FLORA OF THE YELLOWSTONE NATIONAL PARK. 49 

Arnica Parryi, Gray. 

Pine woods, East Pelican Creek, 8200 ft. alt.; Yellowstone (Parry). 
Rare. 

Arnica alpina, Olin. 

Common on subalpine and alpine slopes. On rocky ridges and sum- 
mits along East Fork, 8500-900U ft. alt., occurs a 3-cephalous form. 

Senecio Fremonti, Torr. and Gray. 

Slides along Soda Butte Creek, 8200 ft. alt. Rare. 

Senecio triangularis, Hook. 

Common in bogs and wet meadows, from 7000-9000 ft. alt.; Red Mt., 
10,000 ft. alt. (Coulter). 

Senecio serra, Hook., var. integriusculus, Gray. 

Turbid Lake, 7900 ft. alt.; Shoshone Lake (Coulter). 

Senecio crassulus, Gray. 

Bogs, Pebble Creek, 8000 ft. alt.; Indian Creek, 8000 ft. alt. Frequent. 

Senecio hydrophilus, Nutt. 

Brackish marshes and muddy shores. Mammoth Hot Springs, 6200 ft. 
alt. ; Outlet of Yellowstone Lake ; Alum Creek (Forwood). 
Senecio integerrimus, Nutt. 

Bogs, Pebble Creek, 8200 ft. alt. (a form with solitary heads). Rare. 

Senecio lugens, Richards. 

Very common in bogs from 7500-9000 ft. alt. 

Senecio canus, Hook. 

Common in dry open places up to 8000 ft. alt. 

Senecio aureus, L., var. subnudus, Gray. 

Rather common in grassy bogs. Lakes, head of Gibbon River, 8000 
ft. alt.; Mirror Lake Plateau, 8800 ft. alt.; Lower Geyser Basin 
(Coulter). 

Senecio aureus, L., var. croceus, Gray. 
Yellowstone Lake (Coulter). 

Cnicus Hookerianus, Gray. 

Dry marshes along Soda Butte Creek, 7500 ft. alt. ; Rocky, subalpine 
ridges of Mt. Morris, 9000 ft. alt. Rare. 

Cnicus Drummondii, Gray. 

Very common in open places up to 8500 ft. alt., from a few inches to 
several feet in length. 
4 



50 FLORA OP THE YELLOWSTONE NATIONAL PARK. 

Stephanomeria minor, Nutt. 
Alum Creek (Forwood). 

Stephanomeria exigua, Nutt. 
Mud Springs (Adams). 

Mioroseris nutans, Gray. 

Grassy meadows, Mammoth Hot Springs, 6200 ft. alt. 

Hieraoium graoile, Hook. 

Pine woods from 7500-9000 ft. alt. Frequent. 

Hieraoium albiflorum, Hook. 
With the preceding. 

Hieraoium cynoglossoides, Arvet. 

Rich grassy slopes. Bell's Peak, 8500 ft. alt.; Mt. Washburne, 8000 
ft. alt. Frequent. 

Crepis runcinata, Torr. and Gray. 

Wet meadows. Indian Creek, 8000 ft. alt.; Yellowstone Cake 
(Adams). 

Crepis aouminata, Nutt. 

Dry banks. Mammoth Hot Springs, 6400 ft. alt.; Grassy slopes, 
Swan Lake, 7500 ft. alt. 

Crepis ocoidentalis, Nutt. 

Mammoth Hot Springs, 6200 ft. alt.; Firehole River (Coulter); Upper 
Falls of the Yellowstone (Adams). Rather common. 

Lygodesmia junoea, Don. 

Gardiner, 5300 ft. alt.; Mud Springs (Adams). Rare. 

Lygodesmia spinosa, Nutt. 

Dry benches, Gardiner. Rare. 

Hulsea nana, Gray. 

Slides, Mt. Holmes, 10,000 ft. alt. Frequent in the Gallatin Range. 

Troximon glaucum, Nutt. 

Meadows and slopes, common throughout. 

Troximon aurantiacum, Hook. 

Meadows and open woods up to 9000 ft. alt. Common. 

Taraxacum officinale, Weber, var. lividum, Koch. 

Bogs, Blacktail Deer Creek, 7400 ft. alt.; Pebble Creek, 8000 ft. alt. 
Not common. 



FLORA OF THE YELLOWSTONE NATIONAL PARK. 51 

Taraxacum officinale, Weber, var. scopulorum, Gray. 
Slides, Soda Butte Creek, 8600 ft. alt. Rare. 

Lactuca pulchella, DC. 

Mammoth Hot Springs, 6200 ft. alt.; Yellowstone Lake, 7800 ft. alt.;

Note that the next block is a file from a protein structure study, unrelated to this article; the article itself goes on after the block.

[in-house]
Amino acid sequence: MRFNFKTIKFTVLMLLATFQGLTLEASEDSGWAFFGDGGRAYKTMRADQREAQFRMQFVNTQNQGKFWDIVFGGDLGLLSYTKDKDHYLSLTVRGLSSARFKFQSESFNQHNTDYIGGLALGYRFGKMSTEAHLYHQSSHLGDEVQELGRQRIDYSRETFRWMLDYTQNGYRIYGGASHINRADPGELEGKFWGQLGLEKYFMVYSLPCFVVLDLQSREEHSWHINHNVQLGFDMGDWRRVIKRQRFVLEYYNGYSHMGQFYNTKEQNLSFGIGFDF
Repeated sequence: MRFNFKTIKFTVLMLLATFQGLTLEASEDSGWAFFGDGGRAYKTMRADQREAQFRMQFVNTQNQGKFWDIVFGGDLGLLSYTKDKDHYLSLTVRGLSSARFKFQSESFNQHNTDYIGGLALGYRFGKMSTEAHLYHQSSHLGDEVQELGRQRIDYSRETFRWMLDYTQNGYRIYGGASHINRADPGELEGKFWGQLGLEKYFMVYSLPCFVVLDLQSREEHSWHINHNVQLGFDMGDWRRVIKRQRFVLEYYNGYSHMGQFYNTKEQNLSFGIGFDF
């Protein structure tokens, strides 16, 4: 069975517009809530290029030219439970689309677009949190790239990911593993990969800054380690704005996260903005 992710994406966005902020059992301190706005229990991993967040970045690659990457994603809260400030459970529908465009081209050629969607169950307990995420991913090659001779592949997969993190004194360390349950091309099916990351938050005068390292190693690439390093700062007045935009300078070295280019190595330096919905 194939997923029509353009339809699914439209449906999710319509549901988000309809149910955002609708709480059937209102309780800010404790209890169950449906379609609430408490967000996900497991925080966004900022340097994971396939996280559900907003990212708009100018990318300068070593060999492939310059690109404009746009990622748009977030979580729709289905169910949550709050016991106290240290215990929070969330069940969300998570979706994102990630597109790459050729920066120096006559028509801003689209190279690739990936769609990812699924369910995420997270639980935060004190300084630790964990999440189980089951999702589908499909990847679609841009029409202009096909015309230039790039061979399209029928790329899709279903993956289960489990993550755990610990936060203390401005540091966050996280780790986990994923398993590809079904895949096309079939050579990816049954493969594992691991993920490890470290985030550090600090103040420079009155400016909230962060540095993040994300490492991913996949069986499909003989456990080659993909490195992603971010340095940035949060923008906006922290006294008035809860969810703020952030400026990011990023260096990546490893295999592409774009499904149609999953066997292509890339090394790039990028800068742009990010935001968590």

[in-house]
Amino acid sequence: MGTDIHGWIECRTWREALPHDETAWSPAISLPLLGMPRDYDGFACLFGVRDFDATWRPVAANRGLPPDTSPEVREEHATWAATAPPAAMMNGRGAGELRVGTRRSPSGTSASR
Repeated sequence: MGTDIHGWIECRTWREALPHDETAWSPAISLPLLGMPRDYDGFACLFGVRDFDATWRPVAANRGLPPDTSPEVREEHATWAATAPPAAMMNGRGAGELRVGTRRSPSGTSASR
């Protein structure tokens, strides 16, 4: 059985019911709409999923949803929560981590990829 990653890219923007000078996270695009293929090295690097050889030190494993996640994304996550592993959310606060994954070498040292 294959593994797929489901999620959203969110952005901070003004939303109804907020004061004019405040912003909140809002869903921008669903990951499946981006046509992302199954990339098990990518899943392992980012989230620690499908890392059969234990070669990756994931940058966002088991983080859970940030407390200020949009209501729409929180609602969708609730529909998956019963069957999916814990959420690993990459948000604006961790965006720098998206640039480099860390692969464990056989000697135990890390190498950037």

Alum Creek (Forwaid). Frequent. 

LOBELIACEiE. 

Laurentia carnosula, Benth. 

Muddy shore of Yellowstone Lake (Adams). 

CAMPANULACE^I. 
Campanula rotundifolia, L. 

Grassy places. Very common from 6000-9000 ft. alt. 

ERICACEAE!. 

Vaccinium myrtilloides, Hook. 

Damp woods. Pelican Creek, 8400 ft. alt. Rare. 

Vaccinium occidentale, Gray. 

Wooded bogs head of the Gibbon River, 8000 ft. alt. (3-3 feet in 
height). Rare. 

Vaccinium caespitosum, Miclix. 
Shoshone Lake (Coulter). 

Vaccinium Myrtillus, L., var. microphyllum, Hook. 

Dense and sparsely wooded slopes and plateaus, from 7500-9000 ft. 
alt. Extremely common. Frequently the only vegetation in dense 
pine woods. Berries always light red. 

Arctostaphylos Uva-ursi, Spreng. 

Common in dry rocky places, especially over hot spring and geyser 
areas. 

Gaultheria Myrsinites, Hook. 

Mossy, damp woods. Gibbon Lakes, 8000 ft. alt. ; Broad Creek, 
8500 ft. alt. 

Bryanthus empetriformis, Gray. 

Subalpine wet slopes on the borders of timber. Rather common. 

Kalmia glauca, Ait. 

Bogs. Sour Creek, 8600 ft. alt., 2-6 inches high (var. microphylla, 
Hook). "Shoshone Lake on geyserite " (Coulter). Not common. 



52 FLORA OP THE YELLOWSTONE NATIONAL PARK. 

Ledum grandulosum, Nutt. 

Generally in dense damp fir woods from 3000-9500 ft. alt. 

Chimaphila umbellata, Nutt. 

Soda Butte Creek, 8500 ft. alt. ; Yellowstone Lake (Adams). Rare. 

Moneses uniflora, Gray. 

Deep moist woods. Soda Butte Creek, 8500 ft. alt. ; East Pelican 
Creek, 8600 ft. alt. ; Yellowstone Lake and Yellowstone Falls (Adams). 
Not common. 

Pyrola secunda, L. 

Cache Creek, 7600 ft. alt. ; Mirror Lake, 8800 ft. alt. ; Firebole 
River (Coulter); Yellowstone Lake (Adams). Frequent. 

Pyrola chlorantha, Swartz. 

"Woods. Cache Creek, 8500 ft. alt. ; Yellowstone Lake (Adams). 
Rare. 

Pyrola rotundifolia, L., var. uliginosa, Gray. 

Fir woods. Soda Butte Creek, 8000 ft. alt. ; Upper Falls of the 
Yellowstone (Adams). 

Pyrola picta, Smith. 

Dry timbered slopes. Sulphur Hills, Pelican Creek, 9000 ft. alt. 
Rare. 

Pterospora andromedea, Nutt. 

Under Pinus Murrayana. Yellowstone Lake ; along the Yellowstone 
(Coulter); Upper Falls of the Yellowstone (Adams). Rather rare. 

Monotropa Hypopitys, L. 

Rather common in pine woods. 

PRIMULACEiE. 

Dodecatheon Meadia, L. 

Bogs and wet slopes, from 6000-9000 ft. alt. 

Douglasia montana, Gray. 

Alpine summit of Mt. Holmes, 1000 ft. alt. 

Androsace septentrionalis, L. 

In wet open places, from 6000 ft. alt. to alpine. Rather common. 
Swan Lake, 7400 ft. alt. ; Mt. Washburne, 9800 ft. alt. ; Yellowstone 
Lake (Adams). 



PLORA OF THE YELLOWSTONE NATIONAL PARK. 63 

Androsace filiformis, Retz. 

With the preceding at low elevations. 

Centunculus minimus, L.